Janet Dean MP addresses mental health needs at Mind's Rural Conference
Posted Wednesday 5 September 2007
Sustaining mental health in rural communities
6-7 September, Uttoxeter Racecourse
Today Janet Dean MP will be addressing delegates at Mind's Rural Conference, hosted by Uttoxeter Mind. The conference is the only one of its kind in England and Wales to focus on the specific needs of mental health service provision in rural communities. The MP for Burton has had a long standing relationship with Mind locally and will speak to professionals, researchers and people with mental health problems on how mental health services can be sustained in rural communities in the long-term.
Although most people perceive country life as a healthier, stress-free alternative to life in the city, problems of greater isolation and poverty in remote areas mean that some groups in rural communities are at high risk of developing mental distress. Despite this, the concentration of public services in urban areas means that people living in the country often struggle to access health care. Delegates and speakers will consider how voluntary organisations can work with the public sector to tackle the problems of stigma, social isolation and reaching dispersed populations to provide accessible, long-term mental health support to rural areas.
Uttoxeter Mind has worked for nearly ten years to face the challenges of providing outreach services to the communities it supports. Jo Malkin, Manager of Uttoxeter Mind, is delighted to be hosting the conference. She said:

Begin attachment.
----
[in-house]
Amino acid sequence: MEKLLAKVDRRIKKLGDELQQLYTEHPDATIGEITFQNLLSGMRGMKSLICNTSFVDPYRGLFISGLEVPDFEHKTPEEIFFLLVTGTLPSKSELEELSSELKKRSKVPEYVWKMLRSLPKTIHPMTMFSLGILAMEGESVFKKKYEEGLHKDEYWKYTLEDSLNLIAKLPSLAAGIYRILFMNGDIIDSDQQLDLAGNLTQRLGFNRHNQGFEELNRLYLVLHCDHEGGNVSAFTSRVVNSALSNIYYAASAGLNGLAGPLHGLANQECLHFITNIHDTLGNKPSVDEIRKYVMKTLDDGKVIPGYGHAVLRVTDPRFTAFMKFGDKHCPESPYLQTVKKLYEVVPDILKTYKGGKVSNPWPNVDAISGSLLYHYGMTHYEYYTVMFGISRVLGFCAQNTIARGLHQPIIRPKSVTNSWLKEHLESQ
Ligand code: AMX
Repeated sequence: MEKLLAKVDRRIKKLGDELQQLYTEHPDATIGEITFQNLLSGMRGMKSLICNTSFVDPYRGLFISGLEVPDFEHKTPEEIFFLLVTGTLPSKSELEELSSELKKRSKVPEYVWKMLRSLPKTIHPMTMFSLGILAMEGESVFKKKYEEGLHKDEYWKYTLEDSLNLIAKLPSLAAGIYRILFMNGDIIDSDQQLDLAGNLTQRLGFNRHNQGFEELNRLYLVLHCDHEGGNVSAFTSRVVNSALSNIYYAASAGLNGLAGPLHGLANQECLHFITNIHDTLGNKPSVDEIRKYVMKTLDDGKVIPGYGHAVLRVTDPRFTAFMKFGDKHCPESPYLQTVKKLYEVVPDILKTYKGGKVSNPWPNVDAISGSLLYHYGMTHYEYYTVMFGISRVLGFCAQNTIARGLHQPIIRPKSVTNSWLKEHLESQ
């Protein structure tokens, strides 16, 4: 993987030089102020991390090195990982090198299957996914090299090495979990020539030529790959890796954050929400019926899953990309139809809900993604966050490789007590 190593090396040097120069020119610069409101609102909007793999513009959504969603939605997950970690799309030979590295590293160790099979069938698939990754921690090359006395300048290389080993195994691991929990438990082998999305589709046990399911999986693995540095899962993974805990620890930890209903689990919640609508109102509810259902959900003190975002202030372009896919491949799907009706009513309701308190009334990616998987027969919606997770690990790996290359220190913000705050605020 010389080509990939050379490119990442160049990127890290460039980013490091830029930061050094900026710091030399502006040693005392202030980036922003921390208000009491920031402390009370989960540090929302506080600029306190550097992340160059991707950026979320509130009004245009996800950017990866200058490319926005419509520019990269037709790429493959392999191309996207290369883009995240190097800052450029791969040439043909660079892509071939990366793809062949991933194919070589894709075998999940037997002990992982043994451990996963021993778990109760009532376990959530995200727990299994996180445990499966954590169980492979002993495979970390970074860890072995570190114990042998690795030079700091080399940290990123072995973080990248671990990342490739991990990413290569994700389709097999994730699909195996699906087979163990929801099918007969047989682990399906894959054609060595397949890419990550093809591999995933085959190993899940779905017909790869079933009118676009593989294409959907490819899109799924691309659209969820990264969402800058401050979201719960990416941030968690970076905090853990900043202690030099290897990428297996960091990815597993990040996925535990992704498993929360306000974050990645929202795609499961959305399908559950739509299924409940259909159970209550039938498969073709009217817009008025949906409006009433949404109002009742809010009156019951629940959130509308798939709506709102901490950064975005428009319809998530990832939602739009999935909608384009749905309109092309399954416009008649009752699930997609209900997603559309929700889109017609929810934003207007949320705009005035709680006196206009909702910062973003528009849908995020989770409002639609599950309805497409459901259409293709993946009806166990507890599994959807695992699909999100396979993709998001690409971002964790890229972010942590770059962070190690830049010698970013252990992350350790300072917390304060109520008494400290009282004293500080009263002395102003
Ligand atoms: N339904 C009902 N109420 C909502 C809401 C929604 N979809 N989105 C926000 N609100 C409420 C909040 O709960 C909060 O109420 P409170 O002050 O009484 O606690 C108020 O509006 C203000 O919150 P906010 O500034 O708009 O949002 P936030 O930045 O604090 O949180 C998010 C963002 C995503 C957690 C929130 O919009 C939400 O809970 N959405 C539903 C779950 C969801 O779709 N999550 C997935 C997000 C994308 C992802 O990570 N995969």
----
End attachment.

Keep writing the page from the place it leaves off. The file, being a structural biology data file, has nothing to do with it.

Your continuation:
"Delivering sustainable services is a recurrent problem for organisations working in rural areas. We are often only able to secure short term funding, meaning that there is little continuity in the types of service we can offer. As Uttoxeter Mind is the only community mental health facility in the area, when the money runs out, the needs of the community go unmet. We're delighted to be hosting the Rural Conference in the centre of our community, it's a step in the right direction to ensure that people in rural areas receive the mental health care they deserve."
Paul Farmer, Chief Executive of Mind, said:
"The centralisation of health services means that people in rural areas may need to travel long distances to access health care, and when budgets are cut, outreach services in dispersed communities are often first in line for closure. The conference will look at ways in which we can address these problems so that people in rural communities can access the same quality/level of mental health care as people who live in cities."